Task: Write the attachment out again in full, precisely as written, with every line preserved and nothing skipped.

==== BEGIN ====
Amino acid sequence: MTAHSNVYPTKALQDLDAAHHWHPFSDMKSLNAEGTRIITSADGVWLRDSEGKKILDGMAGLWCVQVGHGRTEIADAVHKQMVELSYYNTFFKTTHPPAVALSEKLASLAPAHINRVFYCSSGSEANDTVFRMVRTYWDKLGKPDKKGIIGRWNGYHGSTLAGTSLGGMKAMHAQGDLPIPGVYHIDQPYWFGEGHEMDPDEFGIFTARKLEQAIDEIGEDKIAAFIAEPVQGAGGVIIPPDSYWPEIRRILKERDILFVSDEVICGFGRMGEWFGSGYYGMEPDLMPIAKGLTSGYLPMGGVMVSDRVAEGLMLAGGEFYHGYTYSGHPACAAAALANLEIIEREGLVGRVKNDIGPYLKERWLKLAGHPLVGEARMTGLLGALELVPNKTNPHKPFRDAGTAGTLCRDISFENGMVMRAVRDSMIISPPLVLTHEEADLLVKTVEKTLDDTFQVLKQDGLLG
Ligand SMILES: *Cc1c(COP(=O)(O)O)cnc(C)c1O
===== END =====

Amino acid sequence: MTAHSNVYPTKALQDLDAAHHWHPFSDMKSLNAEGTRIITSADGVWLRDSEGKKILDGMAGLWCVQVGHGRTEIADAVHKQMVELSYYNTFFKTTHPPAVALSEKLASLAPAHINRVFYCSSGSEANDTVFRMVRTYWDKLGKPDKKGIIGRWNGYHGSTLAGTSLGGMKAMHAQGDLPIPGVYHIDQPYWFGEGHEMDPDEFGIFTARKLEQAIDEIGEDKIAAFIAEPVQGAGGVIIPPDSYWPEIRRILKERDILFVSDEVICGFGRMGEWFGSGYYGMEPDLMPIAKGLTSGYLPMGGVMVSDRVAEGLMLAGGEFYHGYTYSGHPACAAAALANLEIIEREGLVGRVKNDIGPYLKERWLKLAGHPLVGEARMTGLLGALELVPNKTNPHKPFRDAGTAGTLCRDISFENGMVMRAVRDSMIISPPLVLTHEEADLLVKTVEKTLDDTFQVLKQDGLLG
Ligand SMILES: *Cc1c(COP(=O)(O)O)cnc(C)c1O